Shop Talk Blog

Philosopher’s Stone Tavern closes after falling on ‘hard times’

mhames@charlotteobserver.com

The Philosopher’s Stone Tavern, a popular bar and live-music venue in Charlotte’s Elizabeth neighborhood, has closed after 10 years, according to a note taped on the front door.

“Unfortunately we have fallen on hard times,” the note reads. “While it breaks our hearts to do this, we have no choice but to close our doors.”

The letter, addressed to “loyal customers” and signed by owners Josh and Chris Settle, doesn’t elaborate on what caused the business to shutter, but it implores patrons to keep supporting local businesses.

“They will appreciate your good will and support,” the note says.

The Settle brothers opened the tavern on East Seventh Street and North Caswell Road in 2005 and offered a menu that included sandwiches, wraps, burgers and late-night appetizers with eclectic names such as “Wings of Wisdom” and “Nachos of Knowledge.”

Efforts to reach the owners Tuesday were unsuccessful. Mecklenburg County court records show that eviction proceedings started last week against Philosopher’s Stone, citing money owed.

“You will be missed P. Stone,” wrote one customer on the tavern’s Facebook page. Another wrote: “… If I knew the way, I would take you home. The Stone goes where we go. Gone but not forgotten.”

Fergus Horner, 32, and his group of friends discovered the Philosopher’s Stone – one of Horner’s favorite nightlife spots – closed over the weekend. He patronized the bar for three years, he said, and was shocked to see the business close so early in spring when he expected business to ramp up.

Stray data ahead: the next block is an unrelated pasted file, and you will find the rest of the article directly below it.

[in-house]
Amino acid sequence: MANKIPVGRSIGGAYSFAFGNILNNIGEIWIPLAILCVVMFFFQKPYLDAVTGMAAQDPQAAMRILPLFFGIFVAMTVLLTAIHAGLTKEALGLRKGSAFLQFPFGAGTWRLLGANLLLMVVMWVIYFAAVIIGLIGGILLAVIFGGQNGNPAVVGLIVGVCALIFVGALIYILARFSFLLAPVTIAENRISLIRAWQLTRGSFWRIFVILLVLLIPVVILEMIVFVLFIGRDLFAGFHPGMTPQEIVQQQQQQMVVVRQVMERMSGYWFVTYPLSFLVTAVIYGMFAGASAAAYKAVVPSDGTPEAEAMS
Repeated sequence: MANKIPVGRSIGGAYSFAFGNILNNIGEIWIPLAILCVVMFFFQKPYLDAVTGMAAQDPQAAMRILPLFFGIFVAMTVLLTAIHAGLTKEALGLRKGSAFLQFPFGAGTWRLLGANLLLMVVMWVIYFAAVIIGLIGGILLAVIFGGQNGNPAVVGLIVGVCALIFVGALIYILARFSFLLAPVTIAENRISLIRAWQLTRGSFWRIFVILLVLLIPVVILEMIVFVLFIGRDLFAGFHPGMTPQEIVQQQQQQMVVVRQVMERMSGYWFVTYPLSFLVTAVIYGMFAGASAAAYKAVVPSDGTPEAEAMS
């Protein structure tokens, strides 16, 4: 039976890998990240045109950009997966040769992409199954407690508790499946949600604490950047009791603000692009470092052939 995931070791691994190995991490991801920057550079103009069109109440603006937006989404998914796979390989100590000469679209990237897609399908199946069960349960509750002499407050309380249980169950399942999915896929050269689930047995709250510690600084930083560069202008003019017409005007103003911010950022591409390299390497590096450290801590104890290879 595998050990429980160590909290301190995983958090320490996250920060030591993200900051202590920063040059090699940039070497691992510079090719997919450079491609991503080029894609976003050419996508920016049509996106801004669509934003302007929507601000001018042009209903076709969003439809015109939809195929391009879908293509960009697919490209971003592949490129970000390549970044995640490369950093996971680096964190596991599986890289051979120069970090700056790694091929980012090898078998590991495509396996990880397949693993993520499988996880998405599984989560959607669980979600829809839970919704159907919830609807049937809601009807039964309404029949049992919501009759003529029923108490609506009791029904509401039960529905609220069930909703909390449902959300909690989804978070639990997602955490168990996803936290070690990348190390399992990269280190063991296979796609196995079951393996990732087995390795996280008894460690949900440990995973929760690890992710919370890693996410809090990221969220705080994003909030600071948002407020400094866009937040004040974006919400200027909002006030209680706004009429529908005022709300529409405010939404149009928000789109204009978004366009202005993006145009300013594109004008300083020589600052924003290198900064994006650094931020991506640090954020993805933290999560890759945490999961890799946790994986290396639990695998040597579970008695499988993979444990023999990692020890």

“You’d drive back (home) from work and just see a live band out there with people just enjoying themselves, drinking out on that large patio,” he said. “It’s a shame. It’s the best place for anyone that lives in Elizabeth.”

It wasn’t uncommon to see people playing cornhole or groups of people stopping by for a drink in the evenings, he said.

Charlotte City Councilwoman Patsy Kinsey, who lives in Elizabeth, said small businesses give the neighborhood “its flavor.”

After learning about the tavern closing, she said: “In many ways, I’m sorry to see that happen.”

Commonly known as “P-Stone,” the tavern was at the center of a conflict with neighbors in 2009 when residents complained about the noise from outdoor concerts. But on Tuesday, the area was quiet and the parking lot empty, aside from empty beer bottles on the patio table.

“It was a warm, lively place for people to go,” Horner said. “It’s a shame.” Staff researcher Maria David contributed.

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